Strong/Solid placements: Single boulder precariously fused into frozen pile of mud  (No).

Equalized: To what? It’s a single sling (No).

Redundant: Single sling  slung onto a single boulder is a single point of failure (No).

Efficient: Like the trains in Germany (Yes).

NExtension: Well if a piece should break the climber and anchor fall, what, 60 meters? Farther? How high are we again? (No).

EARNEST? I don’t think so:

Equalized: A single strand is always equal to itself, right? (No)

Angle: What angle? You need two intersecting lines to make an angle (No).

Redundant: Well if the sling breaks or the rock comes unstuck from the mud….um….(No).

NExtension: Yeah sure, there’s a lot of ‘extension’. But when the climber eventually hits the ground he/she will not shock load the detached anchor, so is that a yes? (No).

Solid/Secure: Sling girth hitched to boulder, boulder attached to…?  (No).

Timely: Oh hell yeah! I bet this anchor took less than a minute to build. (YES!).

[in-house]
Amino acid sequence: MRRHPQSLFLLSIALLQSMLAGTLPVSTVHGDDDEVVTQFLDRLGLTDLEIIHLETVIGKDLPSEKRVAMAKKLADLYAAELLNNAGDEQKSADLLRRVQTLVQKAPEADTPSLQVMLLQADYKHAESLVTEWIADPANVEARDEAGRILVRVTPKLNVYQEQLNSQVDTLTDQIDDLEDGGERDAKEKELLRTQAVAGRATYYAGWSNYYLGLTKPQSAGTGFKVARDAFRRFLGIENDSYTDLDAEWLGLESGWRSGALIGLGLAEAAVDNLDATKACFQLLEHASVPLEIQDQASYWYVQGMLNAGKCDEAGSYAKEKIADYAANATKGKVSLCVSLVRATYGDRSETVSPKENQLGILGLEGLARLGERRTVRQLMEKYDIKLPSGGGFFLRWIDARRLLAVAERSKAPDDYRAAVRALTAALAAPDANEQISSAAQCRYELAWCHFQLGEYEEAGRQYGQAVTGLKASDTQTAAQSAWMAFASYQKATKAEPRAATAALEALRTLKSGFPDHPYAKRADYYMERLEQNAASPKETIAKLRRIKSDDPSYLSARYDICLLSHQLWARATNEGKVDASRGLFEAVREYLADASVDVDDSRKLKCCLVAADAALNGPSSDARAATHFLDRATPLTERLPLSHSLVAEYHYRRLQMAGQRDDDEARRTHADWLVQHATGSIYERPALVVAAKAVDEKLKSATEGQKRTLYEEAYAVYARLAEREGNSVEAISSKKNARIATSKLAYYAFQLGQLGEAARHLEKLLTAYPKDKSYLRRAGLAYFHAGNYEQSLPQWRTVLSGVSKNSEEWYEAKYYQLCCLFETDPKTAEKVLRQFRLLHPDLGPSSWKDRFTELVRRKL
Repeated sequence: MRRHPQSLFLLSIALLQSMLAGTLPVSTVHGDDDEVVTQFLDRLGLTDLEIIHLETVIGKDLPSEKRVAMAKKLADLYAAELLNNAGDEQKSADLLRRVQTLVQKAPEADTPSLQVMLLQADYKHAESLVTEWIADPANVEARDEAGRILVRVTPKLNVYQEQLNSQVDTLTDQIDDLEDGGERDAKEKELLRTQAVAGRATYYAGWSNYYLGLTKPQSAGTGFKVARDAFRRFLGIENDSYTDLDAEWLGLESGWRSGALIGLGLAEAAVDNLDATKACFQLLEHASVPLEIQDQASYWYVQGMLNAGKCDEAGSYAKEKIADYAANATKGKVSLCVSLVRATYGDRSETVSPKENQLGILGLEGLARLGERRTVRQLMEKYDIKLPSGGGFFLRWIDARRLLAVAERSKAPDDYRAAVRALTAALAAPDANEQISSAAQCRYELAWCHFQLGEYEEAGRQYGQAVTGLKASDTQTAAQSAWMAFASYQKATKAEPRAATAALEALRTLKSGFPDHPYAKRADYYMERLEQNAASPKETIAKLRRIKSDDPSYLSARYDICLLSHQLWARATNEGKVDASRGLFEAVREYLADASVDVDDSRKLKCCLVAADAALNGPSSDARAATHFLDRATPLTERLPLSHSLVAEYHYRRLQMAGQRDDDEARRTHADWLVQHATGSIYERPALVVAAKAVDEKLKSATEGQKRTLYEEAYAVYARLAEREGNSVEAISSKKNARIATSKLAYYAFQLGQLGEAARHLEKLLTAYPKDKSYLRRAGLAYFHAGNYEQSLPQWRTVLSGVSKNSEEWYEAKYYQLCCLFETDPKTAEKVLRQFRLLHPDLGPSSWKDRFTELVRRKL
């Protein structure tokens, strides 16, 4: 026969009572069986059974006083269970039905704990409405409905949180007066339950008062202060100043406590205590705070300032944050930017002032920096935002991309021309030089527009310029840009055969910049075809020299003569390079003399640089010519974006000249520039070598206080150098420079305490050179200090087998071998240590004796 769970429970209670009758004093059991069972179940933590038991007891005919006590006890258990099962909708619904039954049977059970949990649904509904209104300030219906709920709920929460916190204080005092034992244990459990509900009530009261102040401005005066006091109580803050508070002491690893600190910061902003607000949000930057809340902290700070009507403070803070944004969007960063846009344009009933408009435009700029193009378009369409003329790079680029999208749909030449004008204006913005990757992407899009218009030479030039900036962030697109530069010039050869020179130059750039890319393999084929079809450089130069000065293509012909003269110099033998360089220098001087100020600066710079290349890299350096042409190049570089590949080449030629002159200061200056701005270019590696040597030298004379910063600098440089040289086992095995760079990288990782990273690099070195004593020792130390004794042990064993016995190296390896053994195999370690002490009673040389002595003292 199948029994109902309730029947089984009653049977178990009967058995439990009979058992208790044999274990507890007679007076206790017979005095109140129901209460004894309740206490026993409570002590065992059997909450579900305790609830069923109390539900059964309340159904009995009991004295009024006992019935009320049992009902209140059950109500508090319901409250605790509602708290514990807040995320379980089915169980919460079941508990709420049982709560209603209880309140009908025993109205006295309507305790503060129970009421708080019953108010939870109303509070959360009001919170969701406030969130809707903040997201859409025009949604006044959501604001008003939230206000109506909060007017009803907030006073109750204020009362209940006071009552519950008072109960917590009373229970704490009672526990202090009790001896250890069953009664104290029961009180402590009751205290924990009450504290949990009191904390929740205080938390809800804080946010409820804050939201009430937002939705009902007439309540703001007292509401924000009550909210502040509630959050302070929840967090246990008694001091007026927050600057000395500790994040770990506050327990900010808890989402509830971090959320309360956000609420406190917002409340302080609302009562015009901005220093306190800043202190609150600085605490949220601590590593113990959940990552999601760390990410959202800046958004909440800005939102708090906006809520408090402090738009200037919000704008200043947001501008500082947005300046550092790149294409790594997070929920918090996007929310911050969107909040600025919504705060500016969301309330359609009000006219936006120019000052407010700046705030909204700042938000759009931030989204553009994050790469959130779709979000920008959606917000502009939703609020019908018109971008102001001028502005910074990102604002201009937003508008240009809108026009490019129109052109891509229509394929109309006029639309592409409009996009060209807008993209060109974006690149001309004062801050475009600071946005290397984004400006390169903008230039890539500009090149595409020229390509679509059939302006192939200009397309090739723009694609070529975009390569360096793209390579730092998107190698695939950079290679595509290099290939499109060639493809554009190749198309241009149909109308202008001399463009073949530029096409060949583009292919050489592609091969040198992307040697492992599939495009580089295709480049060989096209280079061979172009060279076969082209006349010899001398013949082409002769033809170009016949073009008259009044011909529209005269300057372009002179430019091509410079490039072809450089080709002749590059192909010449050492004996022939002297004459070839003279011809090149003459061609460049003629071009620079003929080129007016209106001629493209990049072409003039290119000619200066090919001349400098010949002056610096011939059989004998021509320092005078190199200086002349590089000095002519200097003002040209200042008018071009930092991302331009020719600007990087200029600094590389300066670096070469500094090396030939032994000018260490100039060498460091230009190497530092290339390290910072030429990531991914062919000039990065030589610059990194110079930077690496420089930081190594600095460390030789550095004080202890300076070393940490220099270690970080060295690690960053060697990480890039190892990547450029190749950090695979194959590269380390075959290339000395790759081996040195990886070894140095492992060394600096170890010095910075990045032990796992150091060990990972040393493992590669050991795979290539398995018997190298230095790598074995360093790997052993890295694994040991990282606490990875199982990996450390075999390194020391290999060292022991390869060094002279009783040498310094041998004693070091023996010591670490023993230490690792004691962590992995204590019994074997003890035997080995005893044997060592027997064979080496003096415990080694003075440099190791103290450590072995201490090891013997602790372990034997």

Brad Farra sent me this photo. And I know who built the anchor, but I’m not telling (and no, it wasn’t Brad!). I can’t help but wonder if this isn’t a case of “desperate times demand desperate measures”. Sometimes you come to the end of your rope and, well, there just aren’t a lot of options–especially in the alpine. So you make due with what you have. I once buried a Black Diamond Viper in the snow as a ‘deadman’ belay anchor on Devil’s Kitchen Headwall on Mt. Hood. No ice to take a screw and I was out of pickets. It happens.

But let’s make no bones about it: this anchor is ultra Jive-Ass. Extra points for the old school first generation Petzl Reverso.

Location: Unknown, but somewhere in North America no doubt.